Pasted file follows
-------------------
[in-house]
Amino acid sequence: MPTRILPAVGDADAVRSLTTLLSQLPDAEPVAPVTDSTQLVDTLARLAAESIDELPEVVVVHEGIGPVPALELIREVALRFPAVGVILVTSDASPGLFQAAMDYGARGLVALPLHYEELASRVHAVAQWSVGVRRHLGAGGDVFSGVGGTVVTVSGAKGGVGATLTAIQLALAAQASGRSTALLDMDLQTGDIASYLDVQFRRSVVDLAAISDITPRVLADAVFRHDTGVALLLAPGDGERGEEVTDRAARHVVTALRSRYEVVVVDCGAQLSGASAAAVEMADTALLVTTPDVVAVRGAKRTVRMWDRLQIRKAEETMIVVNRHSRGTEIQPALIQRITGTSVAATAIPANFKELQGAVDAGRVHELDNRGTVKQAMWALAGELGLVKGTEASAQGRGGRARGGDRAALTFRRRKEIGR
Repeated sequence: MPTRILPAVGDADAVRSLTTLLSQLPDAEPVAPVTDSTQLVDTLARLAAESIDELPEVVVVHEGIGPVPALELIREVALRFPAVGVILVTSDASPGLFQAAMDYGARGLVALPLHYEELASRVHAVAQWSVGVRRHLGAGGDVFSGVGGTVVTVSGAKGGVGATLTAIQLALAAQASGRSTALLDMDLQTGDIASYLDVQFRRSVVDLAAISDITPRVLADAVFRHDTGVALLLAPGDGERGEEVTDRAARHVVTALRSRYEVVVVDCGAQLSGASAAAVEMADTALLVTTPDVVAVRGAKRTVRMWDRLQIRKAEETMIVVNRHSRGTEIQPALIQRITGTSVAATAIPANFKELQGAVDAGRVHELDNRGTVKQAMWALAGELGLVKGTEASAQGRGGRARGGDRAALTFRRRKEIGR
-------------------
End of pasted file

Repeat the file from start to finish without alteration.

[in-house]
Amino acid sequence: MPTRILPAVGDADAVRSLTTLLSQLPDAEPVAPVTDSTQLVDTLARLAAESIDELPEVVVVHEGIGPVPALELIREVALRFPAVGVILVTSDASPGLFQAAMDYGARGLVALPLHYEELASRVHAVAQWSVGVRRHLGAGGDVFSGVGGTVVTVSGAKGGVGATLTAIQLALAAQASGRSTALLDMDLQTGDIASYLDVQFRRSVVDLAAISDITPRVLADAVFRHDTGVALLLAPGDGERGEEVTDRAARHVVTALRSRYEVVVVDCGAQLSGASAAAVEMADTALLVTTPDVVAVRGAKRTVRMWDRLQIRKAEETMIVVNRHSRGTEIQPALIQRITGTSVAATAIPANFKELQGAVDAGRVHELDNRGTVKQAMWALAGELGLVKGTEASAQGRGGRARGGDRAALTFRRRKEIGR
Repeated sequence: MPTRILPAVGDADAVRSLTTLLSQLPDAEPVAPVTDSTQLVDTLARLAAESIDELPEVVVVHEGIGPVPALELIREVALRFPAVGVILVTSDASPGLFQAAMDYGARGLVALPLHYEELASRVHAVAQWSVGVRRHLGAGGDVFSGVGGTVVTVSGAKGGVGATLTAIQLALAAQASGRSTALLDMDLQTGDIASYLDVQFRRSVVDLAAISDITPRVLADAVFRHDTGVALLLAPGDGERGEEVTDRAARHVVTALRSRYEVVVVDCGAQLSGASAAAVEMADTALLVTTPDVVAVRGAKRTVRMWDRLQIRKAEETMIVVNRHSRGTEIQPALIQRITGTSVAATAIPANFKELQGAVDAGRVHELDNRGTVKQAMWALAGELGLVKGTEASAQGRGGRARGGDRAALTFRRRKEIGR